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Paying (Back) the Bills: Jets-Bills Preview

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by TomShane
JetNation Editor

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Almost an entire year has passed since Chad Pennington hit the turf at Ralph Wilson Stadium. He still hasn’t gotten all the way back up, and neither has the Jets franchise. So it will be something like Custer returning to Little Big Horn on Sunday when the Jets return to Buffalo to play the Bills for the rights to join the Dolphins in the basement of the AFC East.

When the Jets Have the Ball:

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The good news is that the Bills have been one of the worst defenses against the rush this season, suffering from the loss of DT’s Pat Williams to Free Agency and Ron Edwards to injury. The bad news is that the Jets will be incapable of taking advantage of Buffalo’s main weakness. If Curtis Martin, averaging a mere 2.8 YPC on the season, is to take advantage of a soft Bills interior defense, his offensive line will have to be more aggressive than they’ve been in the early part of this season. With the loss of little-used back-up Derrick Blaylock, there’s a chance that rookie Cedric Houston could get some carries. Martin will be playing with what Herm Edwards is calling a “sore knee,” and if he’s not ready to get his usual 25 carries per game, then it will fall to Houston to carry the rock and take pressure off of Vinny Testaverde. The Bills rank next to last in the NFL against the rush, yielding over 160 yards per game, to the tune of an eye-opening five YPC. If there was ever a game for a struggling old hand, or a promising young buck, to run the ball effectively, this is the one.

On the other side of the ledger, the Bills have been exceptional against the pass. Not in terms of average yards per game (when teams are running it so well against you, they don’t need to pass), but in terms of holding opposing QB’s to a 59% completion percentage and picking them off seven times already on the year. Vinny Testaverde will face a tough test, throwing into the swirling Buffalo winds against two ballhwaks at corner in Nate Clements, one of the most under-rated players in the league, and Terrence McGee, who possesses tremendous speed and quickness at the corner slot. If Vinny throws up one of his characteristic “who was he throwing that to, anyway” heaves, these two will surely turn him over. Vinny needs to operate like he did in last week’s win against Tampa Bay, by just taking what the defense gives him and controlling the clock. If Martin and/or Houston can find some running lanes, the Mike Heimerdinger will be sickeningly conservative, allowing the Jets defense to win the game again for the Jets.

When the Bills Have the Ball:

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If you want to see the diametrical opposite of Curtis Martin, watch out for Bills running back Willis McGahee. Where Curtis is slow, patient, and calculating, McGahee is quick, speedy and aggressive. Averaging 4.2 YPC on the season despite playing behind a porous offensive line and against 8-man boxes, McGahee is again showing that he will soon be mentioned among the top backs in the league. Starting the first four games of the season with JP Losman at QB, McGahee started off slow, but has picked it up. Now, with teams having to respect the passing game after the benching of Losman for the far more steady Kelly Holcomb, McGahee will no doubt find it easier to find openings to pick up yards.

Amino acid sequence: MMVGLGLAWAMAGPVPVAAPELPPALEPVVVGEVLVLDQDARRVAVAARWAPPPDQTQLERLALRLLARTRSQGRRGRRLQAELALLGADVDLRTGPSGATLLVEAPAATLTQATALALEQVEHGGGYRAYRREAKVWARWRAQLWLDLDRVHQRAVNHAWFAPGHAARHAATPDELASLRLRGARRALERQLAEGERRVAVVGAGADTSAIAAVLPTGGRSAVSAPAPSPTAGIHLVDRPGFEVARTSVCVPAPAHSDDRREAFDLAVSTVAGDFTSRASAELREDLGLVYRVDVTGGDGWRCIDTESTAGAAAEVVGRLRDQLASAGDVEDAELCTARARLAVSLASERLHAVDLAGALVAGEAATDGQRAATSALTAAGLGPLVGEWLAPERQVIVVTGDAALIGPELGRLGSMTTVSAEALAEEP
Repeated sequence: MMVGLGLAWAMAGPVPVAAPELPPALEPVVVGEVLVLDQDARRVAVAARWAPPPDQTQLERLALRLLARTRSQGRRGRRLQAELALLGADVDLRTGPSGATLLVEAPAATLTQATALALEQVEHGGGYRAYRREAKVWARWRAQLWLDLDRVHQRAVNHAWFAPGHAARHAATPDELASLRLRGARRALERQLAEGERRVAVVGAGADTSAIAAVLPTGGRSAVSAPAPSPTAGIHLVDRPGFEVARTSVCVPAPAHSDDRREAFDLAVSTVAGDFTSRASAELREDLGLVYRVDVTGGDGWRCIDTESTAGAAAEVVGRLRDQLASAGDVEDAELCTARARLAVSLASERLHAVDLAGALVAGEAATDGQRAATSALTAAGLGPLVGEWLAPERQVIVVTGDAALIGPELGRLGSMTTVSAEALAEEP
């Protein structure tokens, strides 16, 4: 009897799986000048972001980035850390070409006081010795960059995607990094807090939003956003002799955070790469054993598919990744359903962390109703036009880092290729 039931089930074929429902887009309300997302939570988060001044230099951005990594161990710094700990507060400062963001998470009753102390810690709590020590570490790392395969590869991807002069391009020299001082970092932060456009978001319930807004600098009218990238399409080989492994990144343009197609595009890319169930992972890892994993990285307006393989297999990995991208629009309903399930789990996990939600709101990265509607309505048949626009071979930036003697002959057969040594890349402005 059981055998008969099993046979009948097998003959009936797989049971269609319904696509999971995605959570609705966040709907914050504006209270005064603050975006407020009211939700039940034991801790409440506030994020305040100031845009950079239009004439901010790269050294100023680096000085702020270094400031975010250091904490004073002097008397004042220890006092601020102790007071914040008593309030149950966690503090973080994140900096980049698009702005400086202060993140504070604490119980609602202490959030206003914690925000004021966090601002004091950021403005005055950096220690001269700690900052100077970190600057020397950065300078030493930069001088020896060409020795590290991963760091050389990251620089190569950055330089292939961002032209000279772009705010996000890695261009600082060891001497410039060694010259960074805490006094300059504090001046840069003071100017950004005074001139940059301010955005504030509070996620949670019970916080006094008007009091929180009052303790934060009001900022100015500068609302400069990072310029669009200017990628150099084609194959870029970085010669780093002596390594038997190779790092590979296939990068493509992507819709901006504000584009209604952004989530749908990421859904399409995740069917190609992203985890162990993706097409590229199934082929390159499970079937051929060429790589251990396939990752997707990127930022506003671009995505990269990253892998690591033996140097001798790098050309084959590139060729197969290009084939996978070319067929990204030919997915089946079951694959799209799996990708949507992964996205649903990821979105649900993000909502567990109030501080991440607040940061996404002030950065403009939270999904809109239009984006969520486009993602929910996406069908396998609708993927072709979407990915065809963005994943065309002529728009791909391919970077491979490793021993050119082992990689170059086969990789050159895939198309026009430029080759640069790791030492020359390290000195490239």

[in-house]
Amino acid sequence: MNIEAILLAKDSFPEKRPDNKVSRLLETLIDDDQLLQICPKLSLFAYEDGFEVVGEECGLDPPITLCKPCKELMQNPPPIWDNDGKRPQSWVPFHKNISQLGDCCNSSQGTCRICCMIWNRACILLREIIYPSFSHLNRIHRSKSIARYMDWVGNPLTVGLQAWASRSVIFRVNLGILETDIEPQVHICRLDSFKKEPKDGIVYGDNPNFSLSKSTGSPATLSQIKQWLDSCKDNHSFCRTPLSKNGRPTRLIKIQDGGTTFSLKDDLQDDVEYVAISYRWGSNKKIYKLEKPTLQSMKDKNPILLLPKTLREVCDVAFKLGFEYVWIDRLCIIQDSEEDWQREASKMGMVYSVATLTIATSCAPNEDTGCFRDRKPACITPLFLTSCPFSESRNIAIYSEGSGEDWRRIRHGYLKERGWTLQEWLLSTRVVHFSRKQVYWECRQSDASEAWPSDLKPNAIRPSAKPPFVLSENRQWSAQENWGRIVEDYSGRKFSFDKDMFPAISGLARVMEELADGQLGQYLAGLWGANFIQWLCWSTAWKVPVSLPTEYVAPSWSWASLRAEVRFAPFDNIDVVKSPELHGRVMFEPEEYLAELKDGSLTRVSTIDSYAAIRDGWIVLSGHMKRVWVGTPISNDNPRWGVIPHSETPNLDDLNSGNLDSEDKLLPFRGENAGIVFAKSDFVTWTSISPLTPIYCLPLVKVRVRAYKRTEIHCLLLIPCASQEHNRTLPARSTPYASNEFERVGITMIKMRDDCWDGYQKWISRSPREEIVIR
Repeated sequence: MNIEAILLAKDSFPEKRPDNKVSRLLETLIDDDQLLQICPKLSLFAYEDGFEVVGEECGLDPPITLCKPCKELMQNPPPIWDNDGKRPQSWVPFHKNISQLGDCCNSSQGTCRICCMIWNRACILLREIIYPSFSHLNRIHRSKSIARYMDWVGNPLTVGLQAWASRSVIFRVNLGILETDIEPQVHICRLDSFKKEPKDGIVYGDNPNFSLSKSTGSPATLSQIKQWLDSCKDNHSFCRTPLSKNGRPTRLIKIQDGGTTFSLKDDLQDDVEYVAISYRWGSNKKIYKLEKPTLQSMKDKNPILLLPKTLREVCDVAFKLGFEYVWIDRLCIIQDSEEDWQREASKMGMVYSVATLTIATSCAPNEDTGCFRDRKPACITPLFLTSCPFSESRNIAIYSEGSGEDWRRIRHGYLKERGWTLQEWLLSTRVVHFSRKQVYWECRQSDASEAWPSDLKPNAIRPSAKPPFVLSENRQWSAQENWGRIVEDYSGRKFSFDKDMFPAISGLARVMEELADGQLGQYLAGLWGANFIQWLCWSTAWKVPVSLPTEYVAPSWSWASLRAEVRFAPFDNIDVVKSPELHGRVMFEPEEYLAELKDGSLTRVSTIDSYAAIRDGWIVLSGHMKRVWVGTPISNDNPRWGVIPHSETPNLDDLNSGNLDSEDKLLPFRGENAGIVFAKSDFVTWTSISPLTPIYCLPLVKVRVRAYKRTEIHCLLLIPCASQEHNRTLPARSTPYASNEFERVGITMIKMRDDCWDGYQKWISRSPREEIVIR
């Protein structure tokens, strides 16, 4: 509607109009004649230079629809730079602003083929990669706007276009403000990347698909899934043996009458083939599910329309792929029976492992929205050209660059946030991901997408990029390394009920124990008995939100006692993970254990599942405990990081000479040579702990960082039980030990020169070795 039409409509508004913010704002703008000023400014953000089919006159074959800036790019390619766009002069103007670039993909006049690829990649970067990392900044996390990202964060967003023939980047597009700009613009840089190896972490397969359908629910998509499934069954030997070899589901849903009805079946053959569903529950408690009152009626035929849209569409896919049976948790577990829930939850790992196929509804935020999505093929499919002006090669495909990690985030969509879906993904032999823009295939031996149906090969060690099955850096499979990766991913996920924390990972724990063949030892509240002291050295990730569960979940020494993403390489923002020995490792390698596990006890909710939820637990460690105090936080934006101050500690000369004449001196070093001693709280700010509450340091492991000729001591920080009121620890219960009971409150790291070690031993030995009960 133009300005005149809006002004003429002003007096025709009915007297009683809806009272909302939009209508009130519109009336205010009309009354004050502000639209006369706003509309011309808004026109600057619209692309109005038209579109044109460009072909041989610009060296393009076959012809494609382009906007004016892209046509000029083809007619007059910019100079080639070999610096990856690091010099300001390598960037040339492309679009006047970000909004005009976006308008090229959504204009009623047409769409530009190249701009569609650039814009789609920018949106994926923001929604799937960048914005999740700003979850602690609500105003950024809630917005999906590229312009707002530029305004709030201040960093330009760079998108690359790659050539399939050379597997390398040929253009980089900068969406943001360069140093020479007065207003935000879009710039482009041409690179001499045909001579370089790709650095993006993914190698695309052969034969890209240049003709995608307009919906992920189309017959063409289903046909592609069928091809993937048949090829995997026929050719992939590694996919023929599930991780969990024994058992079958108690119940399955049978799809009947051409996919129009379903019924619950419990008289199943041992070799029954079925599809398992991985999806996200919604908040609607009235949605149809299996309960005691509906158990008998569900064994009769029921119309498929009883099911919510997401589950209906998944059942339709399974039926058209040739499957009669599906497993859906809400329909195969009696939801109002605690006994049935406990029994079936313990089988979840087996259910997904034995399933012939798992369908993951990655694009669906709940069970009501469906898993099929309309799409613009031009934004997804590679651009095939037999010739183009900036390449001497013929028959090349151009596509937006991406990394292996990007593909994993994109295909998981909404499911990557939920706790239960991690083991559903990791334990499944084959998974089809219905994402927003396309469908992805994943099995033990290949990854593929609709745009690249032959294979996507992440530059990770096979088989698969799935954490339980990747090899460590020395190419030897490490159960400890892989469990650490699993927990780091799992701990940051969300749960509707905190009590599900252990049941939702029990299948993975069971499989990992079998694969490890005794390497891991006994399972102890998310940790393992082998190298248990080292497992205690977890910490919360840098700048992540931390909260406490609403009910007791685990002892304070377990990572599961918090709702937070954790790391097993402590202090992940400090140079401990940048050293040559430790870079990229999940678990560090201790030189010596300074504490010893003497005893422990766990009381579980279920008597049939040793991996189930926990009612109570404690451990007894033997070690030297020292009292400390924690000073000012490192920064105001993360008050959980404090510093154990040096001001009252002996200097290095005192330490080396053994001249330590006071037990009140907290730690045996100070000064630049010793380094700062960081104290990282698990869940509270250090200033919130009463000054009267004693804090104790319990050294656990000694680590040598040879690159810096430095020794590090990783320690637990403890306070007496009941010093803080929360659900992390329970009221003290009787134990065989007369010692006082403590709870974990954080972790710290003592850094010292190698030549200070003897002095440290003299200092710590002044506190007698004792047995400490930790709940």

As for Holcomb, he will start the game at QB for the second straight week for the awful JP Losman. Losman, whose first four starts rank with the worst in NFL history (earning a QB rating of 55.9), was mercifully benched before last week’s win against the Dolphins and he watched as Holcomb went an amazingly efficient 20 for 29 for 169 yards and a TD. Holcomb is finally getting his chance to start after showing signs of near-greatness in his back-up role in Clevelend, and, some say, completely out-playing the erratic Losman in training camp. If coach Mike Mularkey gets Holcomb playing to the level that he had jpourneyman QB Tommy Maddox playing during his days as the Steelers OC, this could be the start of a big year for the Bills. Throwing the ball to Jet-killer Eric Moulds and the speedy Lee Evans, who has also ruined the Jets early in his career (two long TD’s in only two games), Holcomb will have to hope that his offensive line can hold up against the surge of John Abraham (4 sacks) and reigning Defensive Player of the Week Dewayne Robertson. Robertson single-handedly collapsed the Tampa Bay front, as Jon Gruden elected to double-team Abraham on the outside instead, and leave his center and guard over-matched against Robertson’s quickness. That was the design that Terry Bradway surely had in mind when he traded up for Robertson in the first place. It is just now starting to work.

Tom Shane’s Prediction: Testaverde will make enough plays, and Curtis Martin will get healthy against a weak Bills’ front line: Jets 24 Bills 14

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